Support to break suicide silence 'tremendous'
Suicide: Time to talk
A Timaru general practitioner who is calling for New Zealand to break its silence surrounding suicide said he has received support for his message both locally and overseas.
Dr Ollie Bourke told the Herald last week that he strongly supported chief coroner Judge Neil MacLean in his recent comments that suicide should be discussed more openly so the public has more information about it.
"Sure, in talking about it there is a risk of copycats, but it is a risk worth taking," Dr Bourke said. "It's happening now."
Since the article's publication last Saturday, Dr Bourke said he had received "a tremendous response."
"Virtually everyone I've seen has commented, and 99 per cent has been positive."
Some of the support came from his native Ireland, after the article was posted on Facebook and reached an international audience. He hopes it would spark a similar conversation there.
"Unfortunately... [Ireland] has a comparable suicide problem," he said.
"I think they're probably going to take it up there, as far as I know."
He estimated that, in the 3500-patient practice he shares with his wife, Dr Louise Perdue-Bourke, they see two to three people every day who are suffering from depression and an average of one person each week who has attempted suicide.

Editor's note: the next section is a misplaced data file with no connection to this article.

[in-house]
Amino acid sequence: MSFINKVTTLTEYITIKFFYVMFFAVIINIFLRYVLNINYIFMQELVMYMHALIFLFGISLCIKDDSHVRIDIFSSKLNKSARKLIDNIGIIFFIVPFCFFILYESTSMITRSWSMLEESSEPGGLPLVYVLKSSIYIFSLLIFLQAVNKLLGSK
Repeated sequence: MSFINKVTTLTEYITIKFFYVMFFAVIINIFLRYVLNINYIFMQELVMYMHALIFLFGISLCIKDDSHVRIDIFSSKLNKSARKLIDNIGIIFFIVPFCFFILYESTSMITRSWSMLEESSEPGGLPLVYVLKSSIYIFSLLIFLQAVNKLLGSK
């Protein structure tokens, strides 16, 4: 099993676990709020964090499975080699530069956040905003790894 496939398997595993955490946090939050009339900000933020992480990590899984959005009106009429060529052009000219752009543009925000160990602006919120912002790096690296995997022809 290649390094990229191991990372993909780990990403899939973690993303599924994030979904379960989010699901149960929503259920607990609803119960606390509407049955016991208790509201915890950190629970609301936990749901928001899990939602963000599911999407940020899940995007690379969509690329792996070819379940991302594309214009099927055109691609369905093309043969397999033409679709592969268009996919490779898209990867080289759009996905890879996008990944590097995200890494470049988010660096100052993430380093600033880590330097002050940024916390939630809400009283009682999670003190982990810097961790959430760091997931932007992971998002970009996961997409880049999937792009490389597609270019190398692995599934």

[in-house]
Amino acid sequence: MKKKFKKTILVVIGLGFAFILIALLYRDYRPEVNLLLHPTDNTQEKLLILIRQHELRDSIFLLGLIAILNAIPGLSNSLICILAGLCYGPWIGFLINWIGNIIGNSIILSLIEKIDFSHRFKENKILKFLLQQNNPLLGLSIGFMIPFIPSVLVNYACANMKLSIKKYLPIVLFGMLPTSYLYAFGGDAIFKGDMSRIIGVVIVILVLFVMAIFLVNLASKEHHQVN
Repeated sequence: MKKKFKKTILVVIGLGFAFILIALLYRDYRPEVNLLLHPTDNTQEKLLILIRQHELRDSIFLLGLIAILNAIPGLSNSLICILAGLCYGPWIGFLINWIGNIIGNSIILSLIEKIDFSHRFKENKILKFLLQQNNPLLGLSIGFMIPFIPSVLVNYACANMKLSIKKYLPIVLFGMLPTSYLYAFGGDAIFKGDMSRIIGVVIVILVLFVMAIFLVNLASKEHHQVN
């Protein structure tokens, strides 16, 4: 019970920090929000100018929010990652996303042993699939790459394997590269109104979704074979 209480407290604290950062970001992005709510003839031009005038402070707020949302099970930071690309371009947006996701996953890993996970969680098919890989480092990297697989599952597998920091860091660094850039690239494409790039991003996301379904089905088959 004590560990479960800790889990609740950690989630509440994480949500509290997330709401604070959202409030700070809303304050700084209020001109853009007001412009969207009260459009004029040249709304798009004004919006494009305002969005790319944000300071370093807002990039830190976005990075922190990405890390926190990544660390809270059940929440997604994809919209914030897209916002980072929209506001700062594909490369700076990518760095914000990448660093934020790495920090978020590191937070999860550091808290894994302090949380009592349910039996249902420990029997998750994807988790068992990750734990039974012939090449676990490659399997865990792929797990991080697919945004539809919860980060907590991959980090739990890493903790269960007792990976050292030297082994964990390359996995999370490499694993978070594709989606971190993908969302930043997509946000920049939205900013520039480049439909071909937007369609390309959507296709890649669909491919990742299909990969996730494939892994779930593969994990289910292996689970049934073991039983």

"People are hurting from this," he said.
"They need compassion, kindness, and as open a discussion as they can – as frank a discussion as they can."
The Herald has received dozens of responses from readers since the publication of its first interview with Dr Bourke, including many from people who have offered to speak out about suicide's impact on their lives.
The first of these stories will be published tomorrow.
In an emergency, don't wait, phone TACT (psychiatric crisis team) on 0800 277 997 or police on 111.
If anyone has major concerns about someone they know with a range of risk factors – markedly withdrawn, angry, anxious, low, using excess drugs and alcohol, behaviours out of character – then seek advice from:
Kensington Centre, Timaru Hospital (036872150), Adventure Development Counselling (036845830), Youth Alley (036886997), He Oranga Pai (036157452) or Police (036879808).
- © Fairfax NZ News